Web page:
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Old 05-05-2009, 19:15   #1
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Sink or Swim?

Or put it another way

Self righting or unsinkable – which is better??

One of the perennial arguments between supporters of multihulls and monohulls is “Is it better to float upside down or sink?”


Notice I used the phrase “self-righting”, not “capsize” for ALL boats can capsize. It is only recently that one specific type can self right after a capsize (providing it doesn't flood and sink first). Yes I'm talking about monohull keel boats with external ballast. Many will be surprised to learn that they are the newest of all sailing vessels, for 150 years ago they didn't exist.

Multihulls on other hand sailed for thousands of years in the Pacific and Asia, while all European voyages of discovery and trade from the Phoenicians onwards have been in non self righting boats.

However history isn't relevant to those who say it is better to sink than stay upside down.

I know I won’t be able to change people’s opinions in this short article, but what I hope to do is to encourage people not to just make glib statements but rather to decide what the real chances of either sinking or capsizing are.

Let’s be specific.

A monohull will sink if holed or if flooded by a large wave.
What are the chances of that, and what can the crew do to prevent it happening?

A multihull can capsize if blown over by the wind or if overcome by a large breaking wave.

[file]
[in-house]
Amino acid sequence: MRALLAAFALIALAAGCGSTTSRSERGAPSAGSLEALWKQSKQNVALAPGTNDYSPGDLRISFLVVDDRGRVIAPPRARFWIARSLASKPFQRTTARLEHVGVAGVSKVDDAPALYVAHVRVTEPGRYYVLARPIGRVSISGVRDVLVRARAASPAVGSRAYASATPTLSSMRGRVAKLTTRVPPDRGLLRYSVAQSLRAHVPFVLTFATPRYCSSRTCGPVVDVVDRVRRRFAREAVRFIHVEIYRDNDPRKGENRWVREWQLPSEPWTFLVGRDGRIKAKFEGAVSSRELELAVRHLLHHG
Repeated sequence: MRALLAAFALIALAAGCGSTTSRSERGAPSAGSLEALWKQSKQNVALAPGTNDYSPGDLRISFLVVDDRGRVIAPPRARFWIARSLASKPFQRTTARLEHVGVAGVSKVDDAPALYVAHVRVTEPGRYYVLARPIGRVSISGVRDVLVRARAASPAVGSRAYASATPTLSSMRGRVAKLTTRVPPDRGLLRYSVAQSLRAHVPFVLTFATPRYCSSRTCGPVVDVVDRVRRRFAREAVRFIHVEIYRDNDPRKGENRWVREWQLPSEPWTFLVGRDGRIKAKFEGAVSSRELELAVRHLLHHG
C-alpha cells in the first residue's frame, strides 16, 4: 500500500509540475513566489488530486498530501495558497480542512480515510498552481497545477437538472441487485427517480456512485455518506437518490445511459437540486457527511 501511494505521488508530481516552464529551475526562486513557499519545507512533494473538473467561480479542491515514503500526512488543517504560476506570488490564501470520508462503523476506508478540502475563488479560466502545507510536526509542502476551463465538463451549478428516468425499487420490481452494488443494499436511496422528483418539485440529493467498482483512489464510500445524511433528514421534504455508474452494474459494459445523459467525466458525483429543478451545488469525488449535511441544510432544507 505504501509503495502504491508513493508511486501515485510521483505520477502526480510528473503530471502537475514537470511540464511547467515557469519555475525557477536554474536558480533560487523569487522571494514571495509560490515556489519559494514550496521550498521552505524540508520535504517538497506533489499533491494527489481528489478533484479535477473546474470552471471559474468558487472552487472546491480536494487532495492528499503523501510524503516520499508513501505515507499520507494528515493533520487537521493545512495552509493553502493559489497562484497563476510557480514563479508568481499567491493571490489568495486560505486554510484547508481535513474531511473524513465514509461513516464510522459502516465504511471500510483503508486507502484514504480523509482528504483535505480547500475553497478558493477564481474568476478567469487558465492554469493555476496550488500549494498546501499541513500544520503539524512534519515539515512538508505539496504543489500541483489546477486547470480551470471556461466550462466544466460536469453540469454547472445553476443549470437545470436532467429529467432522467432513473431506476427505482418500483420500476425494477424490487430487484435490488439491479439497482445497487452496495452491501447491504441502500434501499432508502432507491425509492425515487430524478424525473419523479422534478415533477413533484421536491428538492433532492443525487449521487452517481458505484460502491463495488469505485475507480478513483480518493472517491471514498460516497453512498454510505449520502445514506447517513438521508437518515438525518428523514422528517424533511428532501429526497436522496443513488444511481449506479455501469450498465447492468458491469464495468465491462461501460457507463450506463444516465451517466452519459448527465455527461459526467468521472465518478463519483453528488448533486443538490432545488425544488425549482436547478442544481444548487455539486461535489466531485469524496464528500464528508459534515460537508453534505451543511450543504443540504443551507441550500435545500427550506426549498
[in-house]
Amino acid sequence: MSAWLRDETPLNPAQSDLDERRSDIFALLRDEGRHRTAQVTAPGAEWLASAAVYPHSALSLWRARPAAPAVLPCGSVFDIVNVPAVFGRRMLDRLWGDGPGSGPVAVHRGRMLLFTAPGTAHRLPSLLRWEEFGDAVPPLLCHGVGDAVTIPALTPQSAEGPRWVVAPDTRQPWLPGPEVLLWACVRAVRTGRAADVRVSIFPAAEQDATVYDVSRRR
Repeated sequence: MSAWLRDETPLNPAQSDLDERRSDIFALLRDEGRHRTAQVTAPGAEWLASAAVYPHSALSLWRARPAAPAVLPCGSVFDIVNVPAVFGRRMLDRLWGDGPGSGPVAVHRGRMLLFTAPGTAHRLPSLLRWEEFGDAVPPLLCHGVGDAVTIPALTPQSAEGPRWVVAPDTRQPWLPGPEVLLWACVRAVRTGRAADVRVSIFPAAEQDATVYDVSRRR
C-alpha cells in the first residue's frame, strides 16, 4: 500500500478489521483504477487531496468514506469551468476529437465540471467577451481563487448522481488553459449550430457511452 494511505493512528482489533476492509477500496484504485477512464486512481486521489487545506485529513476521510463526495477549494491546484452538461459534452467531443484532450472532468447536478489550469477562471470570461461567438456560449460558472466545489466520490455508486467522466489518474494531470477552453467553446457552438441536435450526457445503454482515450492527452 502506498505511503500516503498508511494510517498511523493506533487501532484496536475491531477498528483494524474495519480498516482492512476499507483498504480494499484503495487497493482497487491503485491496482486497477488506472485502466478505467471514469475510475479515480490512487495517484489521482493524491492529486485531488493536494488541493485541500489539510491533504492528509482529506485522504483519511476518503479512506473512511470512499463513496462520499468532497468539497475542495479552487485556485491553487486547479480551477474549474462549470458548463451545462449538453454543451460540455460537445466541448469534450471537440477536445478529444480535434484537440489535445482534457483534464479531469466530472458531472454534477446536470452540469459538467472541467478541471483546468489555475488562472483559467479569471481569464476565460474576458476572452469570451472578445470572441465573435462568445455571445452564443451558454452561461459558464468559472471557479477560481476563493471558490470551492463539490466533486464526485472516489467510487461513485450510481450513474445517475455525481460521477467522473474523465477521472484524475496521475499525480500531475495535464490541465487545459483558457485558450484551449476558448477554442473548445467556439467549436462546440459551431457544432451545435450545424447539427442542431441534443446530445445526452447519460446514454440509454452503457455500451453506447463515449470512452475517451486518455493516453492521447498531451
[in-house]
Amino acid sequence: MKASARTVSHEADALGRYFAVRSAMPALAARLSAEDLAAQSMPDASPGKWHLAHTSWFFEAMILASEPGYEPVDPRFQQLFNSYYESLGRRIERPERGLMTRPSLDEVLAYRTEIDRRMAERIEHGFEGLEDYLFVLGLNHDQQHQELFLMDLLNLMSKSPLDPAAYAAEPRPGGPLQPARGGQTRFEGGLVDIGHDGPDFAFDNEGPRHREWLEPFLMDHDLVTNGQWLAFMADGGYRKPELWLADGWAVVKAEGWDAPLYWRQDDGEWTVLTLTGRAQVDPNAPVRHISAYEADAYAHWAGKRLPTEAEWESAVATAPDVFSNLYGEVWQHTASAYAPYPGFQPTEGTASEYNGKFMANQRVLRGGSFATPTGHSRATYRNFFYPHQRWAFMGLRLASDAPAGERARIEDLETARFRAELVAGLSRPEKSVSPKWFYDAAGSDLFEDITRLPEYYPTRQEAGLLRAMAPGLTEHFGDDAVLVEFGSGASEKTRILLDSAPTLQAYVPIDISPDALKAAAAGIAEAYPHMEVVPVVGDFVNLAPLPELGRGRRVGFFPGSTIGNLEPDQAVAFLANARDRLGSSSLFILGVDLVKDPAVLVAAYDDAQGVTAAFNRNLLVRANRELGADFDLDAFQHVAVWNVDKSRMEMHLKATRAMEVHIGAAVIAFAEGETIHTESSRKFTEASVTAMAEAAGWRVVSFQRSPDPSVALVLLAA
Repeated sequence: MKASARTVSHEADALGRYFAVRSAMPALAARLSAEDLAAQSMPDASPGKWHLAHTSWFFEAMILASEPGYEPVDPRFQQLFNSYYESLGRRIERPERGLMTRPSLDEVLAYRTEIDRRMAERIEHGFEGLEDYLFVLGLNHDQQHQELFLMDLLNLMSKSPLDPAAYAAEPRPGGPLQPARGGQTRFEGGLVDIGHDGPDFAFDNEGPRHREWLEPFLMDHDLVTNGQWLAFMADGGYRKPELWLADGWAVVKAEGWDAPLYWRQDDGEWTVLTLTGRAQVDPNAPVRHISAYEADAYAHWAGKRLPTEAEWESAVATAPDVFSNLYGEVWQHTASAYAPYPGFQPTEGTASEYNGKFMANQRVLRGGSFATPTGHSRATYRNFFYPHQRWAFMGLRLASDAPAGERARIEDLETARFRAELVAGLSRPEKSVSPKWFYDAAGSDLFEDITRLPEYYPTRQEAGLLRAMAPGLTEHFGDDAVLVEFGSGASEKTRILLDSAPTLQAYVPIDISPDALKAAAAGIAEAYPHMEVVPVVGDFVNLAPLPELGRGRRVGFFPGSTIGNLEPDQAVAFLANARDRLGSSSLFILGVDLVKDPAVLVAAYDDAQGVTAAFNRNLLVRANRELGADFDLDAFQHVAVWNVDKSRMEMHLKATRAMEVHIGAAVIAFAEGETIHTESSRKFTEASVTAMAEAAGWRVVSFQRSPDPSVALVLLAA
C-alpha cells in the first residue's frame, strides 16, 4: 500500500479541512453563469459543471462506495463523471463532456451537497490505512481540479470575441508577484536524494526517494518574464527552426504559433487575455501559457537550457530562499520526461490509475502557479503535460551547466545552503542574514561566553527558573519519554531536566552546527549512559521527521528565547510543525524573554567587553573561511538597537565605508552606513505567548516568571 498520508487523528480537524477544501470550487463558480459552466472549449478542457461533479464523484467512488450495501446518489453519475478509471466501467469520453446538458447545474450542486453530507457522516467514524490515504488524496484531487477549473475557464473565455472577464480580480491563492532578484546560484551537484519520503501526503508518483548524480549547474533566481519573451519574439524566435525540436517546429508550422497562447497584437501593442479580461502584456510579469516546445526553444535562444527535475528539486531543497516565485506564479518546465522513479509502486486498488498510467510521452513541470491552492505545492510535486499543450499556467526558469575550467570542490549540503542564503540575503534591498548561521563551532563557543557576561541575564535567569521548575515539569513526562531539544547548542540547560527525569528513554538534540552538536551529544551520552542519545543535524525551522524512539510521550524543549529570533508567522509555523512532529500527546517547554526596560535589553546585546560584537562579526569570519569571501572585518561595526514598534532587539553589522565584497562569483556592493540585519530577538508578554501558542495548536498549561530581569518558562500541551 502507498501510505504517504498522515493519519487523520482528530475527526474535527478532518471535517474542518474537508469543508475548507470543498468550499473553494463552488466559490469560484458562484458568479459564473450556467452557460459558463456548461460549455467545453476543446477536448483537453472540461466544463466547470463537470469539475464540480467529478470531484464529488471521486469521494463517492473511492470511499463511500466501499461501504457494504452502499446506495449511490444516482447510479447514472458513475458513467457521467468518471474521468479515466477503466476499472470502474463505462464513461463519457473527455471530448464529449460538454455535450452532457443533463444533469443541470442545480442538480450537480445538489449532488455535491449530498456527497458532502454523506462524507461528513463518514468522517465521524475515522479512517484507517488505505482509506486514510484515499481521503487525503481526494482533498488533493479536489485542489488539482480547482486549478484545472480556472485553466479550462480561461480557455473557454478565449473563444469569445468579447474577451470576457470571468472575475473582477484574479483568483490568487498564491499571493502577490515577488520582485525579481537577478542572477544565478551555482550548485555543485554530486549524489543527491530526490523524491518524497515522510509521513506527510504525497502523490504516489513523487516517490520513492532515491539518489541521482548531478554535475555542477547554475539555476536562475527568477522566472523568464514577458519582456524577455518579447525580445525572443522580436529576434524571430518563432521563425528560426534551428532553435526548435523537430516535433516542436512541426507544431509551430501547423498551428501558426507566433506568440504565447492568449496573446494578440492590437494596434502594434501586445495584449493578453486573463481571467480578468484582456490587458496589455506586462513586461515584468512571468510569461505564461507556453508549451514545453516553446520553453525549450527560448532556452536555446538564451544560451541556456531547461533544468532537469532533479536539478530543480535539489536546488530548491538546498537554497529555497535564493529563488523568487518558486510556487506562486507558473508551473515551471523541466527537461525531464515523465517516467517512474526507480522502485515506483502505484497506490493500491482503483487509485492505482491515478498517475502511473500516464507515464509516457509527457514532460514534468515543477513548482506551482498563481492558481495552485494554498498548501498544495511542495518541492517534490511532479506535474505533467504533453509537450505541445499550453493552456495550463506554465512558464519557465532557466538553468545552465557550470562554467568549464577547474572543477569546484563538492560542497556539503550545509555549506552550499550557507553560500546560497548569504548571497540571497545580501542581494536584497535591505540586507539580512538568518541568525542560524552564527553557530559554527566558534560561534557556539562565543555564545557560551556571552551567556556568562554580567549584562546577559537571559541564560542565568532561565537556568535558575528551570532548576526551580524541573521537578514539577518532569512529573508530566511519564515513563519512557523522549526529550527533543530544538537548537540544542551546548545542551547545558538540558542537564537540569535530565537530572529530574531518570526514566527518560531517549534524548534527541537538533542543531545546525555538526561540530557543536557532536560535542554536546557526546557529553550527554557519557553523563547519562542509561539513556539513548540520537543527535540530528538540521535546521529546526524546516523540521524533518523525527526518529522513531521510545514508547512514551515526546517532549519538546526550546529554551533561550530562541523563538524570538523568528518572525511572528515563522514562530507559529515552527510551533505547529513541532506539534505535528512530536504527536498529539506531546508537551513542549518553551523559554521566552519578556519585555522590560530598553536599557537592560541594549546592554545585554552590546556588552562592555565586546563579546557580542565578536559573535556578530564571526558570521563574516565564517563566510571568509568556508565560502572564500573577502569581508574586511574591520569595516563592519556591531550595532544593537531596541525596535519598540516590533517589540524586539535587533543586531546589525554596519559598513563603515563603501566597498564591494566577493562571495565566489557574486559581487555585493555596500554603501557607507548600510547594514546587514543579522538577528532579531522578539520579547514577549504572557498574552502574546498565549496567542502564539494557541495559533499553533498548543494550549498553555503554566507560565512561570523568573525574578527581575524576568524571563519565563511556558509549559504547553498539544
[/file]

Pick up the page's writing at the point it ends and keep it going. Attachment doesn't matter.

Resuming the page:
What are the chances of that, and what can the crew do about it?

Despite the advent of GPS there are still many collisions with rocks or shore as boats cut corners as they blindly follow their chart plotter.

Running aground on a monohull is considered a stranding often leading to ship wreck. Whereas multihull sailors will deliberately dry out on a beach - to escape bad weather or even just for fun, say for a BBQ. If the worst happens you are more likely to survive running ashore in a gale on a shallow drafted multihull than a deep keeled monohull.

Whales have sunk many monohulls, but they aren’t the only floating objects out there. People are a bit coy about reporting facts, so the estimates vary widely, but between 2000 and 10,000 shipping containers are lost each year. Whatever the true number, it is certainly in the thousands. Not all sink immediately, some have been know to float for over a year (those filled with polystyrene/Styrofoam float longest).

Of course, you don’t need a container to hole your boat; even a log can do that. I write this in British Columbia where every year even ships are damaged by “deadheads” or floating trees, while I once saw a fridge floating off the coast of the UK. Race boats are constantly reporting being damaged by floating objects. In a recent Cape to Rio race a monohull hit a container when 1000 miles from land. It’s crew were rescued just before the boat sunk by a CATAMARAN which took them to Namibia.

And what can the crew do to avoid such a collision?? Well, to be safe they shouldn’t sail at night, nor sail fast, and obviously there should be someone on the bow on watch at all times. In other words, however careful or prudent a monohull sailor is, he is ALWAYS at risk of a sinking EVERYTIME he goes to sea.